College Majors 101: Biology
Enjoy being outside exploring nature? Love animals or algae? If you want to study living organisms, then a biology major could be a good fit for you. Learn about possible career paths, pay, education requirements, high school preparation and scholarships for biology majors and graduates.
What jobs exist for biology majors?
A biology major could lead to careers in zoology, microbiology, botany and more. You may end up working for the government, a pharmaceutical company, a biomedical engineering company, or even a zoo or aquarium. With graduate education, you also could explore careers such as becoming a veterinarian, doctor or pharmacist.
How much do biologists make?
Annual pay depends on the type of biologist you want to be. Zoologists, for example, have a median annual salary of $57,710, while biologists employed by the federal government have a median annual pay of $72,700. Microbiologists’ overall average median salary is $66,260.
What are the education requirements for biology majors?
Courses for biology majors may include marine biology, ecology, anatomy, plant science and cellular biology, as well as courses in other sciences such as chemistry and physics. Courses often will have a hands-on laboratory component to them.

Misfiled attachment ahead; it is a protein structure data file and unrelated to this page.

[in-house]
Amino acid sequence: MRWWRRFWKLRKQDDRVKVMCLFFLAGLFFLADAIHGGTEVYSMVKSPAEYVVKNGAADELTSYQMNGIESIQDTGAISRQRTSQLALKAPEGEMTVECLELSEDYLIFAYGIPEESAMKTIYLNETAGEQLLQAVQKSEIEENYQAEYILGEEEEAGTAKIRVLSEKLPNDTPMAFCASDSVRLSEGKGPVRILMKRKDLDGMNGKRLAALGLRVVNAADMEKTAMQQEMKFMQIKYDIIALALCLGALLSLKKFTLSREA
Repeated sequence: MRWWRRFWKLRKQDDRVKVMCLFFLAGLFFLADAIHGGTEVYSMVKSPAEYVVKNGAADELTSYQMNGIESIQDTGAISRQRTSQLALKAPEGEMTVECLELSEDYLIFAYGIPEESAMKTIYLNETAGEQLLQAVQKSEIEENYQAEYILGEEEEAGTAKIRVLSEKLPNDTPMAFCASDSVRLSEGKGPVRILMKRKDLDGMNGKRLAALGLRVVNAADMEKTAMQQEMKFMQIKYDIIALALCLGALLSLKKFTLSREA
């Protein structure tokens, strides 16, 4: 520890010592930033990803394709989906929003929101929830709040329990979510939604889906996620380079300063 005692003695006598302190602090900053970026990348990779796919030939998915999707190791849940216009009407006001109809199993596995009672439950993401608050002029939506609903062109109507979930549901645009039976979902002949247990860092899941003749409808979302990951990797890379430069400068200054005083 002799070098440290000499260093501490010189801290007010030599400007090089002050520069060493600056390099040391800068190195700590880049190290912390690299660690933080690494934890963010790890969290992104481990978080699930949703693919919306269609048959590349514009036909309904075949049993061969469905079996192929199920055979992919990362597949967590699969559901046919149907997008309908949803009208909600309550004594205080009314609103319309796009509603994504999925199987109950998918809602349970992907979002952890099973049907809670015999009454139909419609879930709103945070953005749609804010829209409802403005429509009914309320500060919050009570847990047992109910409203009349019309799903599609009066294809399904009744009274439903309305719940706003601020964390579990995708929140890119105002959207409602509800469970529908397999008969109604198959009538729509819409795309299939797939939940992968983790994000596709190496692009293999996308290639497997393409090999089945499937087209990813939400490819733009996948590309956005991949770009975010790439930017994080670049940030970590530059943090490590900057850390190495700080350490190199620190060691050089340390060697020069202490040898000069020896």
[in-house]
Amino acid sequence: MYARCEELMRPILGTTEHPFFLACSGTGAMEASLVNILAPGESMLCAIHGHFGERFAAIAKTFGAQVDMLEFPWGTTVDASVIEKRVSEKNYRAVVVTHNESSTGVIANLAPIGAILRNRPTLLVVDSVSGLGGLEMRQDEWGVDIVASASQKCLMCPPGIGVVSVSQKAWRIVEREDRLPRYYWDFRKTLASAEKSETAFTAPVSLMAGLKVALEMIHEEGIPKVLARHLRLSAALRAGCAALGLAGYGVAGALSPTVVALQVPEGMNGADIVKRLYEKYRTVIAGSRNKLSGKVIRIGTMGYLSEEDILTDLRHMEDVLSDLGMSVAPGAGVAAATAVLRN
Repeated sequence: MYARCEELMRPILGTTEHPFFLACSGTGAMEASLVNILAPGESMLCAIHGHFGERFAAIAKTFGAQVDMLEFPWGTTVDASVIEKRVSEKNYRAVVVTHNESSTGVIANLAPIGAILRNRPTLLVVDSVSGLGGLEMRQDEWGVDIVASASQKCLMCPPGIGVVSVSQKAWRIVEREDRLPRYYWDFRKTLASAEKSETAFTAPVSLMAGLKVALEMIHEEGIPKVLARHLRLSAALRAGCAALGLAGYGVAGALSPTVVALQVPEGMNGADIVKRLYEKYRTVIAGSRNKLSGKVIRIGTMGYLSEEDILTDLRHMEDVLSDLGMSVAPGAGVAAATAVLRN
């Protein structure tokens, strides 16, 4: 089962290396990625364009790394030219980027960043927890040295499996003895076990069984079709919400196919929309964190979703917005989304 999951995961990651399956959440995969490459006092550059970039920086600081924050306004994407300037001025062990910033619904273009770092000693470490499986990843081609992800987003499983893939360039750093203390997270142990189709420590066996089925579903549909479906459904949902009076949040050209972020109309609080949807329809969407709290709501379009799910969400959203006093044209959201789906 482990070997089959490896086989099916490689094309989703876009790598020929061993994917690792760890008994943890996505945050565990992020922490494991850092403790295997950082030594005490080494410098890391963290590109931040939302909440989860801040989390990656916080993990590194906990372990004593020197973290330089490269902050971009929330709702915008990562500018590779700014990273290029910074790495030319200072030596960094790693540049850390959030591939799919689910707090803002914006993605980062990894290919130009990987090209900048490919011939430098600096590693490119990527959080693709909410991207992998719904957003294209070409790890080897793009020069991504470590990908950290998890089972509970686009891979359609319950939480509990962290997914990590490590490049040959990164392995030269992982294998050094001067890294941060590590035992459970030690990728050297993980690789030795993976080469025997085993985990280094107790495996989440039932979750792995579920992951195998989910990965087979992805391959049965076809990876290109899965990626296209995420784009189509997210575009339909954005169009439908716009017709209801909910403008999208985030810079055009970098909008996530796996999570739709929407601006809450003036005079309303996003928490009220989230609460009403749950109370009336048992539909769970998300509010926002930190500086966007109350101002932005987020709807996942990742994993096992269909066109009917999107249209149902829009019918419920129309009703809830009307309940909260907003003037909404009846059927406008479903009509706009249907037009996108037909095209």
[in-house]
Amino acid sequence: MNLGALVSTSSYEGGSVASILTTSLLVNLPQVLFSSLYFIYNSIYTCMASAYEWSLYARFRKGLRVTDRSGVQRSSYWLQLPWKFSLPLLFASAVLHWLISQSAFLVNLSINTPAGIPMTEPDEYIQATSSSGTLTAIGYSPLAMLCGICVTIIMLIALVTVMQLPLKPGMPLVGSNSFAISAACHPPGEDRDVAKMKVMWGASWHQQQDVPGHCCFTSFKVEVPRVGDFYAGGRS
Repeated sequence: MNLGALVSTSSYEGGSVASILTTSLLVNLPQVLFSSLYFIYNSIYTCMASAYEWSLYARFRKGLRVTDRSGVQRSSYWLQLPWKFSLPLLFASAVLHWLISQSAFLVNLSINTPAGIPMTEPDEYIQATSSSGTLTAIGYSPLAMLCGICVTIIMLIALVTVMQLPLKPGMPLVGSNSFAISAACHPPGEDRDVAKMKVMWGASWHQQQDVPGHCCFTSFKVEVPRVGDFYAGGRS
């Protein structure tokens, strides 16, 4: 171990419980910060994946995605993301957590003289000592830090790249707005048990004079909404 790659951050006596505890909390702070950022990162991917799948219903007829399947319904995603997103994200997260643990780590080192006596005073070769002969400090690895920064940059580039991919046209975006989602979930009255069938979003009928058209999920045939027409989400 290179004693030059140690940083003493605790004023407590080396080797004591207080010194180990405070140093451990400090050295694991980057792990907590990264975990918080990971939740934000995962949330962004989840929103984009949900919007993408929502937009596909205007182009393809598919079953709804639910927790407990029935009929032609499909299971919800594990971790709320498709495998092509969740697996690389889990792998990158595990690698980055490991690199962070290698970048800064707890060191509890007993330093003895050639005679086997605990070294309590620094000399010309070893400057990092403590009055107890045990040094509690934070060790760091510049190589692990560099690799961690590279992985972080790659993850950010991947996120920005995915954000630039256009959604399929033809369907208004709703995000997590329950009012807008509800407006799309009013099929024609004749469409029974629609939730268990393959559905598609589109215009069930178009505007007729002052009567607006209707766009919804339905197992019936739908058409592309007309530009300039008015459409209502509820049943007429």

Many colleges also encourage biology students to participate in undergraduate research—whether with a professor at your college or through a special summer research program at another school.
How can I prepare in high school to major in biology?
Take as many math and science classes as you can. Consider volunteering at your local zoo or animal shelter, or try to arrange a job shadow experience with a biologist who works at a nearby laboratory. Also consider participating in a pre-college summer program that focuses on an area of science.
What scholarships are available for biology majors?
There are many college scholarships available to biology majors. Check with laboratories and national and regional professional organizations, as well as with the university you plan to attend for opportunities.
Examples of available scholarships include the American Council of Independent Laboratories’ Scholarship Alliance, which awards $5,000 scholarships each year, and the National Oceanic and Atmospheric Administration’s undergraduate scholarship program covers up to $45,000 during a student’s junior and senior years of college.
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